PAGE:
Posts Tagged ‘Chick Fil-A’

Mitt Chickens Out

Friday, August 3rd, 2012

Hiding From Issues?

Perhaps we shouldn’t be astonished, and maybe we should have expected this from the Republican “presumptive nominee,” but I don’t understand it: Why is Mitt Romney unwilling to take a stand on something so obvious as the matter of Chick-fil-A?  Todd Starnes has reported that Mitt Romney has decided to avoid the issue, rather than confront it, and that while he was at it, he declined to comment on the case of Michele Bachmann’s interest in seeing certain people in the Obama administration investigated as to their ties to the Muslim Brotherhood.  Honestly, I can’t imagine why Mitt Romney has decided to demur on these two issues, apart from the cowardice that has generally characterized his overall campaign.  Tweeting about the matter, Starnes said he thought Romney needs a new communications team, but to be blunt about it, I don’t think one can fix this problem by changing his communications team.  This is about the candidate himself, and his unwillingness to touch anything with the first hint of controversy attached to it.  Will this be the manner of a Romney administration, and if so, for what purpose are we electing him? To run and hide?  To “chicken-out?”

I realize that a candidate for President is trying to walk a tight-rope between public opinion and attention, but this seems to me to have been a no-brainer, particularly where the Chick-fil-A matter is concerned.  One might guess that Willard doesn’t want to risk alienating potential voters who find the personal opinions and convictions of Chick-fil-A CEO Dan Cathy objectionable, but one wonders if that’s the point.  After all, the matter of Chick-fil-A is more about free speech, freedom of conscience, and the attempt of the fascists of the left to bully a company into submission, and the Appreciation Day, a wild success on Wednesday, was all about standing up against this sort of philosophical dictatorship.  It was also a blow against those who attack business in any case, applying politics as a wedge against companies and those who run them.  That Mitt Romney was unwilling to go on the record on this issue is a matter of pure cowardice that demonstrates Romney’s unfitness for the office.  How can you lead the free world if you are unwilling to take a stand on free speech, freedom of religion, and harassment of businesses on the basis of their owners’ beliefs?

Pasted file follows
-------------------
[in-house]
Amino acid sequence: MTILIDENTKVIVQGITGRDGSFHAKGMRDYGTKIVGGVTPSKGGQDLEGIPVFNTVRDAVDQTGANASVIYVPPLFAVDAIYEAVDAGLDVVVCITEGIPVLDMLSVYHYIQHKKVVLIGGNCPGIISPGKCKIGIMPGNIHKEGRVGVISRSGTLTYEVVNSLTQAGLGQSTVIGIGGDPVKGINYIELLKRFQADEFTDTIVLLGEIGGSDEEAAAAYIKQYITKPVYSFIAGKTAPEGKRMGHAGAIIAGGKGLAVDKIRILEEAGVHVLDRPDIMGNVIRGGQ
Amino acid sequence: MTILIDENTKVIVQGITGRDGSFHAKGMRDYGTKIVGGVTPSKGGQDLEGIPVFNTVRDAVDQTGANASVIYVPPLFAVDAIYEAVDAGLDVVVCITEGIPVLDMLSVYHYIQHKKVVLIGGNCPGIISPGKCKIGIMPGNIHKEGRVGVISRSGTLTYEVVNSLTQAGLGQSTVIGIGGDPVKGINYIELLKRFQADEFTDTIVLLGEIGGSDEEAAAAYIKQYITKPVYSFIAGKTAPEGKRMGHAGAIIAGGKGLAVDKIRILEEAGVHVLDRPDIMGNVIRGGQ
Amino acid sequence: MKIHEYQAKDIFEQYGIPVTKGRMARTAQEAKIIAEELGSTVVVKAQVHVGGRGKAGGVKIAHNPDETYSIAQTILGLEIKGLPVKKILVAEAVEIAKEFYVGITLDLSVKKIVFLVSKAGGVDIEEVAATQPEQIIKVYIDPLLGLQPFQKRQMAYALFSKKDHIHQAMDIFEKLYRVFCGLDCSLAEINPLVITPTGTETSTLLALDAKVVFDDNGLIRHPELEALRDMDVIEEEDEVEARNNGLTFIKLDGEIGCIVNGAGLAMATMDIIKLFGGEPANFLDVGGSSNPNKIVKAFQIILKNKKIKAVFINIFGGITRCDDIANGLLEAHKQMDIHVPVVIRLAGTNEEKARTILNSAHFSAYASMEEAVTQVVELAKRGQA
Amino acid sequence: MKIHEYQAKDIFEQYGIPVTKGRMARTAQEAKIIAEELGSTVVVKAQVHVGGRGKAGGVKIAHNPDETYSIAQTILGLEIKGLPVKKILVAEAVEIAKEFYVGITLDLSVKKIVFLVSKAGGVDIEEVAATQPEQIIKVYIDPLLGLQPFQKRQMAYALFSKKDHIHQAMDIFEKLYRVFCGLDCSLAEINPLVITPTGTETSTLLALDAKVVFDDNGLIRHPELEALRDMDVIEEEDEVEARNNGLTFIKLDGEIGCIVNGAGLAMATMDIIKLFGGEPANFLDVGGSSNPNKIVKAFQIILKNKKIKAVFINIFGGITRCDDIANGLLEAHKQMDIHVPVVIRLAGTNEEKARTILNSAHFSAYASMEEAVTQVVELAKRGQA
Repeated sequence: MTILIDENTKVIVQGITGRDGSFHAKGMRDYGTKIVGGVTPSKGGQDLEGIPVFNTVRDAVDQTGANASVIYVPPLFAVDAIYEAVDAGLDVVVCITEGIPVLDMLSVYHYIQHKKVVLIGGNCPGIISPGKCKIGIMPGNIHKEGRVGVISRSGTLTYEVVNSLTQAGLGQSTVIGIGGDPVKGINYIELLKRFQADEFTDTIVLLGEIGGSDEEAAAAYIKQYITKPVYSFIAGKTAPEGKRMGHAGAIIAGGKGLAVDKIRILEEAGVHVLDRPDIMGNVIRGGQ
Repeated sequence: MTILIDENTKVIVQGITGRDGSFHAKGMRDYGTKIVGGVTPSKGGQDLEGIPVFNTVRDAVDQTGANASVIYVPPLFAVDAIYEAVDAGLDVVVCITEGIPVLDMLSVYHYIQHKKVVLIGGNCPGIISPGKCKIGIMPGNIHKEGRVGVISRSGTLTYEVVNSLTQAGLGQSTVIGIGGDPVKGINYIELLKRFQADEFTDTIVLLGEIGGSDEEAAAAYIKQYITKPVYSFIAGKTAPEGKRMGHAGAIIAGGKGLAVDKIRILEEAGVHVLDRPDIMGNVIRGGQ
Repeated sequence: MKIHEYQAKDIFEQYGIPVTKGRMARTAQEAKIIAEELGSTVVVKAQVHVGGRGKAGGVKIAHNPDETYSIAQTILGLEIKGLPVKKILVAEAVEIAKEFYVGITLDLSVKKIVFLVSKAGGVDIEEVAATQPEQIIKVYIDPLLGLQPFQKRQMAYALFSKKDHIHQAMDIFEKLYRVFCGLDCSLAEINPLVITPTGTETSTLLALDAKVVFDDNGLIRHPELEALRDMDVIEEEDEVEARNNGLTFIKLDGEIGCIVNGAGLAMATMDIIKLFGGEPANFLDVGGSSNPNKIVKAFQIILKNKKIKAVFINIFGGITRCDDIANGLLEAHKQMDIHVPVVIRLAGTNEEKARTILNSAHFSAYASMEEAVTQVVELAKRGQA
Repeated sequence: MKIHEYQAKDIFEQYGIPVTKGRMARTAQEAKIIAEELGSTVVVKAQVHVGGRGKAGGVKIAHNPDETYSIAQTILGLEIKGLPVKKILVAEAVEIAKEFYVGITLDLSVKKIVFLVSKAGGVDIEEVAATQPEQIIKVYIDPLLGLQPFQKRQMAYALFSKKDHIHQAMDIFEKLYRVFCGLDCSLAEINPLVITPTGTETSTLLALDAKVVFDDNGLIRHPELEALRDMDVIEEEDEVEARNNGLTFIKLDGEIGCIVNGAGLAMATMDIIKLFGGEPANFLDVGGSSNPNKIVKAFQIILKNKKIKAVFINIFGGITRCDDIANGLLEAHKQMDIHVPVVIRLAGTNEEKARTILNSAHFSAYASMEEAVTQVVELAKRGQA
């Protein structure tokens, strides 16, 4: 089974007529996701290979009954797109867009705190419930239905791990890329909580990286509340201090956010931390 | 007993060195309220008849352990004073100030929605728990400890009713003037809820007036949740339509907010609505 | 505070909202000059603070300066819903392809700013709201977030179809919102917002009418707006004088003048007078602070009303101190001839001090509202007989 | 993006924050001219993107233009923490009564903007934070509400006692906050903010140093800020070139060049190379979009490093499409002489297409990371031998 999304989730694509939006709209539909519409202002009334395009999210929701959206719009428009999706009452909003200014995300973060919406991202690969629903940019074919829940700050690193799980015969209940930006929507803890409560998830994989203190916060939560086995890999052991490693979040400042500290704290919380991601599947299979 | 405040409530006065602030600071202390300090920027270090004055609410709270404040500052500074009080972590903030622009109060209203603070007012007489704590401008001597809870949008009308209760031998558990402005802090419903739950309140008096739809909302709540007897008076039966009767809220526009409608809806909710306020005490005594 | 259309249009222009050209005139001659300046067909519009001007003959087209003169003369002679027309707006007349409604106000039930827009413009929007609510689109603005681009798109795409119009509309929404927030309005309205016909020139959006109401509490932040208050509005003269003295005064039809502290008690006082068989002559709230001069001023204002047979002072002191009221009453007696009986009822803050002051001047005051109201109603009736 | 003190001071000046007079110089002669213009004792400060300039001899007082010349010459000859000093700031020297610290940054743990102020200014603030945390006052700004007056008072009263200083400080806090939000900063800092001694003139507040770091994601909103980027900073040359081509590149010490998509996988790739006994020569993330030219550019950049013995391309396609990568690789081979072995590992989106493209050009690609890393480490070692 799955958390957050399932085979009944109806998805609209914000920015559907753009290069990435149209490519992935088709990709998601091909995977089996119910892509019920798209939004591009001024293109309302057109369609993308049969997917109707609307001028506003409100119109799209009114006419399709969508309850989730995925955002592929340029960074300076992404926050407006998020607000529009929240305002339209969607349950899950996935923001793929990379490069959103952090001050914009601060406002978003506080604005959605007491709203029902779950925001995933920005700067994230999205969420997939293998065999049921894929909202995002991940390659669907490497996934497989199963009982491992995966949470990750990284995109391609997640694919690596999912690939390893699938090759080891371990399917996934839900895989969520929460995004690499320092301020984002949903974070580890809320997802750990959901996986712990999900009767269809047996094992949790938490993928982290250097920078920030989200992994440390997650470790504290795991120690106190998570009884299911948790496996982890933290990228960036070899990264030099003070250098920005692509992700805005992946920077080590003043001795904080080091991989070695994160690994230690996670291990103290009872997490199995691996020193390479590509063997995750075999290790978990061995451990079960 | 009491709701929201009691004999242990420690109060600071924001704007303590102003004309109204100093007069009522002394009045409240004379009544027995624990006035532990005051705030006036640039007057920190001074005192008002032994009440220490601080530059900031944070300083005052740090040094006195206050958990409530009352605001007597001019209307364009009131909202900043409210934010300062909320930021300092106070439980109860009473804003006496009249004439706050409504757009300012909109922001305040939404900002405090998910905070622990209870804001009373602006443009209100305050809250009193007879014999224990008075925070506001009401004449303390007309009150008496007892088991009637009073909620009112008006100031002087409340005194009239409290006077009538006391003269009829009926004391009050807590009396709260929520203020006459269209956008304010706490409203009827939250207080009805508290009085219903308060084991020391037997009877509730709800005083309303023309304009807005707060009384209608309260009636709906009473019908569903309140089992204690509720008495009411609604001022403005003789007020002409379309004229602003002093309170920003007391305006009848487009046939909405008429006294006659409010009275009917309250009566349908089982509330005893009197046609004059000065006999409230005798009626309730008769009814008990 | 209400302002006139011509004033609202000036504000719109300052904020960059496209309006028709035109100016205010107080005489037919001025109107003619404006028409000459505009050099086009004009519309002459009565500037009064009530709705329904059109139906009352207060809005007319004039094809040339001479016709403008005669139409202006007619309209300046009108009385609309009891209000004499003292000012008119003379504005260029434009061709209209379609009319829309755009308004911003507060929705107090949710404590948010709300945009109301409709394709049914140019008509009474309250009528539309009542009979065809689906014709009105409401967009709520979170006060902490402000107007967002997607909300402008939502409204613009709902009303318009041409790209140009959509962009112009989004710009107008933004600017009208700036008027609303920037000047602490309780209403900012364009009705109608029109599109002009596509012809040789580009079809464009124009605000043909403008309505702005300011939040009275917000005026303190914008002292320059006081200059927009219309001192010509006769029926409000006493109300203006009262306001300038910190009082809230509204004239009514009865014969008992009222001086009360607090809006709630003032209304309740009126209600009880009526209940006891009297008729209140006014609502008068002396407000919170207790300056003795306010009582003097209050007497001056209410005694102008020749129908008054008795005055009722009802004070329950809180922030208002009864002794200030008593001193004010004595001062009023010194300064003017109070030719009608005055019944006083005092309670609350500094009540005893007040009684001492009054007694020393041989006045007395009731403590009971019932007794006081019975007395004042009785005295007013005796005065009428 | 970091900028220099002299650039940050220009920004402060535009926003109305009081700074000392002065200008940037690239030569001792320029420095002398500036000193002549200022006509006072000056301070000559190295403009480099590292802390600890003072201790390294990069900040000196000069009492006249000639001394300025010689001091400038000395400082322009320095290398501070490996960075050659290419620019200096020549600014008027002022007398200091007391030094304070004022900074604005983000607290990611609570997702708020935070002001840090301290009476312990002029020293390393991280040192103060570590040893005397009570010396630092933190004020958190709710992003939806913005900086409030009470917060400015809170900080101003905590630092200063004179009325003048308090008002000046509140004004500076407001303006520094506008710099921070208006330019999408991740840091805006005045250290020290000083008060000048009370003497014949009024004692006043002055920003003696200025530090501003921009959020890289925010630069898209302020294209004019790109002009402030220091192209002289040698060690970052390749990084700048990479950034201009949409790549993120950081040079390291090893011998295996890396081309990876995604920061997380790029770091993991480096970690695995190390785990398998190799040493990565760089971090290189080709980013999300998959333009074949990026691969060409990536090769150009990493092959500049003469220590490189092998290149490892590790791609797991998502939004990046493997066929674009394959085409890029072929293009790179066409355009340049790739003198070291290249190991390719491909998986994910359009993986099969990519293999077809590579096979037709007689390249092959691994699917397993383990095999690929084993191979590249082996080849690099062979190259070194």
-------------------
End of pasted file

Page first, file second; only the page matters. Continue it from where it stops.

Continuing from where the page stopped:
The issue of the conservative five, with Bachmann taking the brunt of the pro-Jihadi attacks, is another disgusting matter of surrender, but this one pervades the entirety of the GOP establishment, because it steps on too many toes.  None seem willing to take on tax-reform advocate and friend of Islam, Grover Norquist, and his influence within the Republican establishment causes many insiders to squirm about the issue of radical Islamists making inroads into our government, our culture, and our polity.  This writer grimly notes that while John McCain was attacking Michele Bachmann for daring to ask a question about Secretary of State Clinton’s top aid, Huma Abedin, Mitt Romney neither defended Bachmann nor would even acknowledge the issue.  Why not?  This is a matter of national security, and that ought to be something about which a would-be President should be concerned.  Instead, from Romney, we get obfuscation.

I don’t expect a Presidential nominee of the Republican party to respond to every issue, but it would be nice that when serious issues arise, the “presumptive nominee” might find his…voice… and say something useful on the subject.  This has been the repetitive behavior of Mitt Romney since he announced his campaign, avoiding the issue of the debt ceiling increase until it was a fait accompli, and refusing also to discuss the criminality of Eric Holder and Operation Fast and Furious until such time as virtually every other living Republican had come out to denounce Holder and finally call for his resignation.  Romney is being careful, to the extent that he has begun to run what looks like an NFL “prevent defense,” intended to prevent any game-changing mistakes late in the game, but almost invariably leading to defeat by an accumulation of a series of lesser mistakes, any of which would be insignificant on their own, but that in the aggregate prove lethal.